After devouring the football pages, it would be to Bernard's column that this 10-year old would turn next. The Coach and Horses felt like it was located in my own street in the north west of England rather than Soho.
This biography relates a tragic story. It is a story of potential squandered, talent wasted - a medieval morality tale that could save others from a similar fate. Bernard was Britain's greatest ever piss head, an alcoholic of Olympian prowess who could happily down a couple of bottles of vodka on an average day, and the rest. Sadly, alcohol defined Bernard. Without it one feels he would have been just as miserable - more so - than with it. Lose-lose.
The story of this handsome but feckless cad has to be read to be believed: married four times, gambler, bookie, actor, pugilist, author, adventurer, womaniser, diabetic, alcoholic, sage (post this biography an amputee) - his was not an ordinary life. Mr Lord has certainly managed to present the man in all his many guises. From labourer to West End sensation, this book charts the ups and many downs of Bernard's life in glorious technicolour.
Assisted by Bernard himself, Mr Lord's biography is a dead cert though the dig at Peter O'Toole for his non-contribution tickles the fancy. Anyone who has written a biography will know the sinking feeling that non-cooperation brings. Nonetheless, this is the definitive biography with revealing contributions from a host of people including Bernard's brothers, ex-spouses and many concubines.
A conundrum for any biography lies in honesty. How honest should a biographer be about the subject? As Mr Lord relates in his introduction honesty had to be integral to this book or frankly what would have been the point? Sugar coating Bernard would have been futile and ridiculous.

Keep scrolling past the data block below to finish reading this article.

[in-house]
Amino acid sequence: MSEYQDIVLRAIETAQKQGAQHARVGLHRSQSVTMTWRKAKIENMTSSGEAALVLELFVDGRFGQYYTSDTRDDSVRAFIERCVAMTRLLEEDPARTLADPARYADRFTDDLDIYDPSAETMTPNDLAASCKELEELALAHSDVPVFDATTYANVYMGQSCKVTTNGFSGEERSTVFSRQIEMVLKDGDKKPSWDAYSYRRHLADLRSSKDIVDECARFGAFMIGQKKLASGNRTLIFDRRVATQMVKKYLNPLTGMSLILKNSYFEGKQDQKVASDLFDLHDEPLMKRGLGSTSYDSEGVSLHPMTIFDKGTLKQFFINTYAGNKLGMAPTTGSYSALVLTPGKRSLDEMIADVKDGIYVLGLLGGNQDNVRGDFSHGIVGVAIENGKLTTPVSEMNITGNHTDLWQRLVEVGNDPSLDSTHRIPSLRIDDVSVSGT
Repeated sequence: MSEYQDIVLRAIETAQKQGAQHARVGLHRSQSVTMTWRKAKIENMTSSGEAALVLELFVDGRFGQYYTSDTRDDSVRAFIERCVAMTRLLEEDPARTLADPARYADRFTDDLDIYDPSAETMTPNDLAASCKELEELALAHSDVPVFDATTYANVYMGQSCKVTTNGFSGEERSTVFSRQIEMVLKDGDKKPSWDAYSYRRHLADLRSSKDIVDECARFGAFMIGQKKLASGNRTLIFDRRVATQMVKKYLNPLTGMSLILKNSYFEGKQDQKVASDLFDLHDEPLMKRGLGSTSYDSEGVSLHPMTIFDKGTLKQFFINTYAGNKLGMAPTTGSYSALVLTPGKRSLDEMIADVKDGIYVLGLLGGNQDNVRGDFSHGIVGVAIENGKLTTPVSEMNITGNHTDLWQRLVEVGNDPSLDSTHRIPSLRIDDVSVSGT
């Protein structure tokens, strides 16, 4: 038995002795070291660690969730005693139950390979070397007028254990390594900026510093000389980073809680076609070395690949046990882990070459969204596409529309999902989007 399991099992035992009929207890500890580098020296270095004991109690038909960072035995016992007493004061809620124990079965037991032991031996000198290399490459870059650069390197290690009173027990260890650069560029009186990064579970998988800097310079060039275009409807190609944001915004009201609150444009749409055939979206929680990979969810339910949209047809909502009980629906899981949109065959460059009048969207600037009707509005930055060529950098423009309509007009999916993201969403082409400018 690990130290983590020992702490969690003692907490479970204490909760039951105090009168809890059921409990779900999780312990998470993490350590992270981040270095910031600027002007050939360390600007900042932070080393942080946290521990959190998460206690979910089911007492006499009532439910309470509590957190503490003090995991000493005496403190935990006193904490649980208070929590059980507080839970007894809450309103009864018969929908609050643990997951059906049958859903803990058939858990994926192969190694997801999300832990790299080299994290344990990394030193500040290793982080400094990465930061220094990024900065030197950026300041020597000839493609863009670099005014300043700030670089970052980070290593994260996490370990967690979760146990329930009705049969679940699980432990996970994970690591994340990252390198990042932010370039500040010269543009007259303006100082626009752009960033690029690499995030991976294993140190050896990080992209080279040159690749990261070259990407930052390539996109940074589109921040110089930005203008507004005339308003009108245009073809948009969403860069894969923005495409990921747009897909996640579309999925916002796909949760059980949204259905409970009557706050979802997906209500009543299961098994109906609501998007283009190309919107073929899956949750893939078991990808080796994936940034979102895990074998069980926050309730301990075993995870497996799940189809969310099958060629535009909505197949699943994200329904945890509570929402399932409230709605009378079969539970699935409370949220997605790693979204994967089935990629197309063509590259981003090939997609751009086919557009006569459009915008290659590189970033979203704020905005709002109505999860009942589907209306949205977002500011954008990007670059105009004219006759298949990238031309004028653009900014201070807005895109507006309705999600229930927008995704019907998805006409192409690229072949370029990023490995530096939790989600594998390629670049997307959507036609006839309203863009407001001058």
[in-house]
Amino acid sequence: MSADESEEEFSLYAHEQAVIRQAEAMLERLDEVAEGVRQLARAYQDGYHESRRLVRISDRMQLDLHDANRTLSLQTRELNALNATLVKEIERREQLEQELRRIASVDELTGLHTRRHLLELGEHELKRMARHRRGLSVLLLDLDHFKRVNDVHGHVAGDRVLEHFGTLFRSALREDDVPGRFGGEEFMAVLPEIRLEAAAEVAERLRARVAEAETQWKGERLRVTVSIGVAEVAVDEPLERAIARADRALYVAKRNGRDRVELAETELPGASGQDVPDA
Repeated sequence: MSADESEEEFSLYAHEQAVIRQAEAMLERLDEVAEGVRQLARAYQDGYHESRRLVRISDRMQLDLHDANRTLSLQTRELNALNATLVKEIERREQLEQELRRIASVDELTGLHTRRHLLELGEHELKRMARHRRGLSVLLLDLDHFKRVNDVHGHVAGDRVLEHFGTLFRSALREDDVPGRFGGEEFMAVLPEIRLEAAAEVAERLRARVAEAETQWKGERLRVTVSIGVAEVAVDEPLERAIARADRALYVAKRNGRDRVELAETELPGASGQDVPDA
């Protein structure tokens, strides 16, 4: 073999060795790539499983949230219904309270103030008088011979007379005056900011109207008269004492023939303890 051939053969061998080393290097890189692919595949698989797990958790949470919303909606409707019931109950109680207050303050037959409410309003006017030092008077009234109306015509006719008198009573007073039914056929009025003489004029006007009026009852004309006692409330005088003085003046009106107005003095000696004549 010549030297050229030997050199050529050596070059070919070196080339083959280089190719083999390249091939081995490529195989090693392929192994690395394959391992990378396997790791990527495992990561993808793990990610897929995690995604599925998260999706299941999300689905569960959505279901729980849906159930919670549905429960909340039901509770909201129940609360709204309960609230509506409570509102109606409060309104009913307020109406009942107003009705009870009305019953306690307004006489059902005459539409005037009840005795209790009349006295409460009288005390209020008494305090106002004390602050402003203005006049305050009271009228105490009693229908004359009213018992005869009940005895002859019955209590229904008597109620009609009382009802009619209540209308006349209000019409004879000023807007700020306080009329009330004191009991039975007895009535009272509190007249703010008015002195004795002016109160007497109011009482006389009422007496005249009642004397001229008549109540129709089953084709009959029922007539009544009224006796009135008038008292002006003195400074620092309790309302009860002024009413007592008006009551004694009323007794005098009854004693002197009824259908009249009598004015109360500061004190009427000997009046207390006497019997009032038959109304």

Thus, this book is a portrait of a petty, vain, arrogant, feckless man quite happy to rip off close friends and seduce their wives. Jeffrey Bernard come across as a 'little shit.' One of the most intriguing aspects of reading this book is to puzzle over why and how such a flawed human being (one wants to write 'disgusting' but 'flawed' will have to suffice) could have had so many friends ready to bail him out of trouble only to be given the Bernard brush off.
Lovable rogues can and often are not so lovable in reality. It seems that certain individuals exploit weakness in others. Bernard's treatment of women in particular was reprehensible, yet they kept coming back for more - 500 of them apparently. Indeed, modern sensibilities might well be affronted by Bernard, lovable rogue in the 80s would be today's misogynist and reviled rather than feted. Times change. Jeffrey Bernard was, if nothing else, a man of his time.
It all makes for a fascinating read. Bernard's oedipal yearnings for his admittedly very attractive mother add an element of Freudian suspense. The constant threat of penury though might have been exaggerated - certainly after west end success arrived late in life.
From Errol Flynn to Oliver Reed hell-raisers come and go. And Bernard was in many ways the last of a dying breed. It's almost impossible to imagine these guys thriving let alone even surviving in these censorious, politically correct times in which live. Bernard's response to the thought police would have been short and to the point: 'fuck off.'
Mercifully, Lord's book never glamorises or attempts to romanticise its subject which is just as well. As time goes by admiration of Bernard becomes a feat ever more difficult to accomplish. You probably had to be there . . .
Jeffrey Bernard, hero and villain. Written four years before the death of the subject, Graham Lord's meticulously researched biography is a warts and all account of a life that promised much, but delivered so very little and should therefore be required reading for every procrastinator, shirker and dreamer out there.